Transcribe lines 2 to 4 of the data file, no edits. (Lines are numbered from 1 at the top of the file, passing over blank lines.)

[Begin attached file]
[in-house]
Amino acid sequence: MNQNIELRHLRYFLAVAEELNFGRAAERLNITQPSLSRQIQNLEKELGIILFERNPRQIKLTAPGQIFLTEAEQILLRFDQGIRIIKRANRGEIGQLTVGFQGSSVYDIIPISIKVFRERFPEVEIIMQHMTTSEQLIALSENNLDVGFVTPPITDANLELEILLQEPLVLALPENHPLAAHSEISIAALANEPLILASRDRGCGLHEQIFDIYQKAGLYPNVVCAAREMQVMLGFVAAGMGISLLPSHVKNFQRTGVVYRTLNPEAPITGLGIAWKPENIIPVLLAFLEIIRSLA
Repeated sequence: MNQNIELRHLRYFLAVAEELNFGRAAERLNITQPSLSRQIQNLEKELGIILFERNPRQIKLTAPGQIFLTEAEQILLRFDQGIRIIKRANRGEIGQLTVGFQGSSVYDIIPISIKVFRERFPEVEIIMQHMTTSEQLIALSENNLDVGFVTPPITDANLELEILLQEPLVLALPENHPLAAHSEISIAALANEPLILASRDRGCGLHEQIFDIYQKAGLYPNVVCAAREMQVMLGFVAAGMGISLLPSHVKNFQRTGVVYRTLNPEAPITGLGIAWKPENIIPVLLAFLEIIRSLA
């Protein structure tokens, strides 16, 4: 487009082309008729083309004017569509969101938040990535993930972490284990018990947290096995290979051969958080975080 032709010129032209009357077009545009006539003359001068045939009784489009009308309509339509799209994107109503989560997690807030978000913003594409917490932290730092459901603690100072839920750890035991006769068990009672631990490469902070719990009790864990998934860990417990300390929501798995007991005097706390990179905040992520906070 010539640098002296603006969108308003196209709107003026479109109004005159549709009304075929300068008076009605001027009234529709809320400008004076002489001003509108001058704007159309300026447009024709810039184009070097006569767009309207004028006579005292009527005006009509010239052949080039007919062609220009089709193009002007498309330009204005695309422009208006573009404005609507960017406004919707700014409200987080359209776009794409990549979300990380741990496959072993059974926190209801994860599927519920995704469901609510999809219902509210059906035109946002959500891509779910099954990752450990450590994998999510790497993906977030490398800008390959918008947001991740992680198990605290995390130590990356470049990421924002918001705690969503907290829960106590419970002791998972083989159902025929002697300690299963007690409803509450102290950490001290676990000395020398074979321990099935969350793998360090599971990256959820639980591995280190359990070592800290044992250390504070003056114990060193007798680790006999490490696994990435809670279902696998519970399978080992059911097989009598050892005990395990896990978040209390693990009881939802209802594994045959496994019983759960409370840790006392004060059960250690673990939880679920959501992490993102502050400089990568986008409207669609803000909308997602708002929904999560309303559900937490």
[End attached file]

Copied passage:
Amino acid sequence: MNQNIELRHLRYFLAVAEELNFGRAAERLNITQPSLSRQIQNLEKELGIILFERNPRQIKLTAPGQIFLTEAEQILLRFDQGIRIIKRANRGEIGQLTVGFQGSSVYDIIPISIKVFRERFPEVEIIMQHMTTSEQLIALSENNLDVGFVTPPITDANLELEILLQEPLVLALPENHPLAAHSEISIAALANEPLILASRDRGCGLHEQIFDIYQKAGLYPNVVCAAREMQVMLGFVAAGMGISLLPSHVKNFQRTGVVYRTLNPEAPITGLGIAWKPENIIPVLLAFLEIIRSLA
Repeated sequence: MNQNIELRHLRYFLAVAEELNFGRAAERLNITQPSLSRQIQNLEKELGIILFERNPRQIKLTAPGQIFLTEAEQILLRFDQGIRIIKRANRGEIGQLTVGFQGSSVYDIIPISIKVFRERFPEVEIIMQHMTTSEQLIALSENNLDVGFVTPPITDANLELEILLQEPLVLALPENHPLAAHSEISIAALANEPLILASRDRGCGLHEQIFDIYQKAGLYPNVVCAAREMQVMLGFVAAGMGISLLPSHVKNFQRTGVVYRTLNPEAPITGLGIAWKPENIIPVLLAFLEIIRSLA
């Protein structure tokens, strides 16, 4: 487009082309008729083309004017569509969101938040990535993930972490284990018990947290096995290979051969958080975080 032709010129032209009357077009545009006539003359001068045939009784489009009308309509339509799209994107109503989560997690807030978000913003594409917490932290730092459901603690100072839920750890035991006769068990009672631990490469902070719990009790864990998934860990417990300390929501798995007991005097706390990179905040992520906070 010539640098002296603006969108308003196209709107003026479109109004005159549709009304075929300068008076009605001027009234529709809320400008004076002489001003509108001058704007159309300026447009024709810039184009070097006569767009309207004028006579005292009527005006009509010239052949080039007919062609220009089709193009002007498309330009204005695309422009208006573009404005609507960017406004919707700014409200987080359209776009794409990549979300990380741990496959072993059974926190209801994860599927519920995704469901609510999809219902509210059906035109946002959500891509779910099954990752450990450590994998999510790497993906977030490398800008390959918008947001991740992680198990605290995390130590990356470049990421924002918001705690969503907290829960106590419970002791998972083989159902025929002697300690299963007690409803509450102290950490001290676990000395020398074979321990099935969350793998360090599971990256959820639980591995280190359990070592800290044992250390504070003056114990060193007798680790006999490490696994990435809670279902696998519970399978080992059911097989009598050892005990395990896990978040209390693990009881939802209802594994045959496994019983759960409370840790006392004060059960250690673990939880679920959501992490993102502050400089990568986008409207669609803000909308997602708002929904999560309303559900937490």